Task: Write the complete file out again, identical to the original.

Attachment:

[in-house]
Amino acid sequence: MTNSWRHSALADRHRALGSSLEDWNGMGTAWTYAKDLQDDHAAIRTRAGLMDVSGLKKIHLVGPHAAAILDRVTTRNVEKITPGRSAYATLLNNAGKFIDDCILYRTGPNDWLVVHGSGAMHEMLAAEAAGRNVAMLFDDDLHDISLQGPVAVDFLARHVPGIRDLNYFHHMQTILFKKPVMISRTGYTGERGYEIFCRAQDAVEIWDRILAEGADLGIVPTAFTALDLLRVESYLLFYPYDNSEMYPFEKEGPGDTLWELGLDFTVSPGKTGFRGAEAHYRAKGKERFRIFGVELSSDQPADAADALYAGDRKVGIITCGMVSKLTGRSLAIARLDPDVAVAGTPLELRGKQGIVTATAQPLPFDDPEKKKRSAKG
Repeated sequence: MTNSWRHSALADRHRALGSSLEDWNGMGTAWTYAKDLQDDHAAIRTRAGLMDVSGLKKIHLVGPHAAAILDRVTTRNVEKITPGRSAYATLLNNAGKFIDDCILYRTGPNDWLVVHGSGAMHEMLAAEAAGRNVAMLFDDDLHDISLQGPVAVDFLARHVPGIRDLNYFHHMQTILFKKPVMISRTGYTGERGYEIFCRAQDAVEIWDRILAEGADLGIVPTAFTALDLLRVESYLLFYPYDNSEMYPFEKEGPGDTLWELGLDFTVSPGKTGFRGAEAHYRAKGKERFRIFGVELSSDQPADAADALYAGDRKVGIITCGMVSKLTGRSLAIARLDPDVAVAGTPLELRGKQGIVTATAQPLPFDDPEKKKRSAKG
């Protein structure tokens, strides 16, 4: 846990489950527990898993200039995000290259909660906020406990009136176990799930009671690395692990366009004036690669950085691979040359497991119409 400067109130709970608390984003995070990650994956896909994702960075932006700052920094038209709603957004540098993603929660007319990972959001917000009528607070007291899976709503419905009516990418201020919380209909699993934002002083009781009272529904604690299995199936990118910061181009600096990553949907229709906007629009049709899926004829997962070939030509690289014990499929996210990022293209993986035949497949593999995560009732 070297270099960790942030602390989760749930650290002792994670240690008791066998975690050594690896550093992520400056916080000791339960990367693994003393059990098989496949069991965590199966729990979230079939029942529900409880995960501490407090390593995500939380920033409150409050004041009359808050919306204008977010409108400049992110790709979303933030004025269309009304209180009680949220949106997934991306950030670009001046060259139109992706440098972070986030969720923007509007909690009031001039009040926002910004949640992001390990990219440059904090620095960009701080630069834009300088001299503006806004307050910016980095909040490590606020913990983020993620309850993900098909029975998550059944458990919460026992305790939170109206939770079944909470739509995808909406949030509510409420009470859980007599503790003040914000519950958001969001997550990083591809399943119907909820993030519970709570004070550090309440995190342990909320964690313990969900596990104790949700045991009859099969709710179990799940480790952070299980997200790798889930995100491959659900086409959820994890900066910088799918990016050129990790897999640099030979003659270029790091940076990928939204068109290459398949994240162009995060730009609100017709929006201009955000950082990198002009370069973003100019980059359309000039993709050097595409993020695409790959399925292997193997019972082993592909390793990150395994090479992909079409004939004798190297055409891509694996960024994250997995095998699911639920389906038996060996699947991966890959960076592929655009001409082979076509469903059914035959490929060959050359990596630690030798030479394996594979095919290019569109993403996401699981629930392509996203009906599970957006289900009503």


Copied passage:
[in-house]
Amino acid sequence: MTNSWRHSALADRHRALGSSLEDWNGMGTAWTYAKDLQDDHAAIRTRAGLMDVSGLKKIHLVGPHAAAILDRVTTRNVEKITPGRSAYATLLNNAGKFIDDCILYRTGPNDWLVVHGSGAMHEMLAAEAAGRNVAMLFDDDLHDISLQGPVAVDFLARHVPGIRDLNYFHHMQTILFKKPVMISRTGYTGERGYEIFCRAQDAVEIWDRILAEGADLGIVPTAFTALDLLRVESYLLFYPYDNSEMYPFEKEGPGDTLWELGLDFTVSPGKTGFRGAEAHYRAKGKERFRIFGVELSSDQPADAADALYAGDRKVGIITCGMVSKLTGRSLAIARLDPDVAVAGTPLELRGKQGIVTATAQPLPFDDPEKKKRSAKG
Repeated sequence: MTNSWRHSALADRHRALGSSLEDWNGMGTAWTYAKDLQDDHAAIRTRAGLMDVSGLKKIHLVGPHAAAILDRVTTRNVEKITPGRSAYATLLNNAGKFIDDCILYRTGPNDWLVVHGSGAMHEMLAAEAAGRNVAMLFDDDLHDISLQGPVAVDFLARHVPGIRDLNYFHHMQTILFKKPVMISRTGYTGERGYEIFCRAQDAVEIWDRILAEGADLGIVPTAFTALDLLRVESYLLFYPYDNSEMYPFEKEGPGDTLWELGLDFTVSPGKTGFRGAEAHYRAKGKERFRIFGVELSSDQPADAADALYAGDRKVGIITCGMVSKLTGRSLAIARLDPDVAVAGTPLELRGKQGIVTATAQPLPFDDPEKKKRSAKG
């Protein structure tokens, strides 16, 4: 846990489950527990898993200039995000290259909660906020406990009136176990799930009671690395692990366009004036690669950085691979040359497991119409 400067109130709970608390984003995070990650994956896909994702960075932006700052920094038209709603957004540098993603929660007319990972959001917000009528607070007291899976709503419905009516990418201020919380209909699993934002002083009781009272529904604690299995199936990118910061181009600096990553949907229709906007629009049709899926004829997962070939030509690289014990499929996210990022293209993986035949497949593999995560009732 070297270099960790942030602390989760749930650290002792994670240690008791066998975690050594690896550093992520400056916080000791339960990367693994003393059990098989496949069991965590199966729990979230079939029942529900409880995960501490407090390593995500939380920033409150409050004041009359808050919306204008977010409108400049992110790709979303933030004025269309009304209180009680949220949106997934991306950030670009001046060259139109992706440098972070986030969720923007509007909690009031001039009040926002910004949640992001390990990219440059904090620095960009701080630069834009300088001299503006806004307050910016980095909040490590606020913990983020993620309850993900098909029975998550059944458990919460026992305790939170109206939770079944909470739509995808909406949030509510409420009470859980007599503790003040914000519950958001969001997550990083591809399943119907909820993030519970709570004070550090309440995190342990909320964690313990969900596990104790949700045991009859099969709710179990799940480790952070299980997200790798889930995100491959659900086409959820994890900066910088799918990016050129990790897999640099030979003659270029790091940076990928939204068109290459398949994240162009995060730009609100017709929006201009955000950082990198002009370069973003100019980059359309000039993709050097595409993020695409790959399925292997193997019972082993592909390793990150395994090479992909079409004939004798190297055409891509694996960024994250997995095998699911639920389906038996060996699947991966890959960076592929655009001409082979076509469903059914035959490929060959050359990596630690030798030479394996594979095919290019569109993403996401699981629930392509996203009906599970957006289900009503």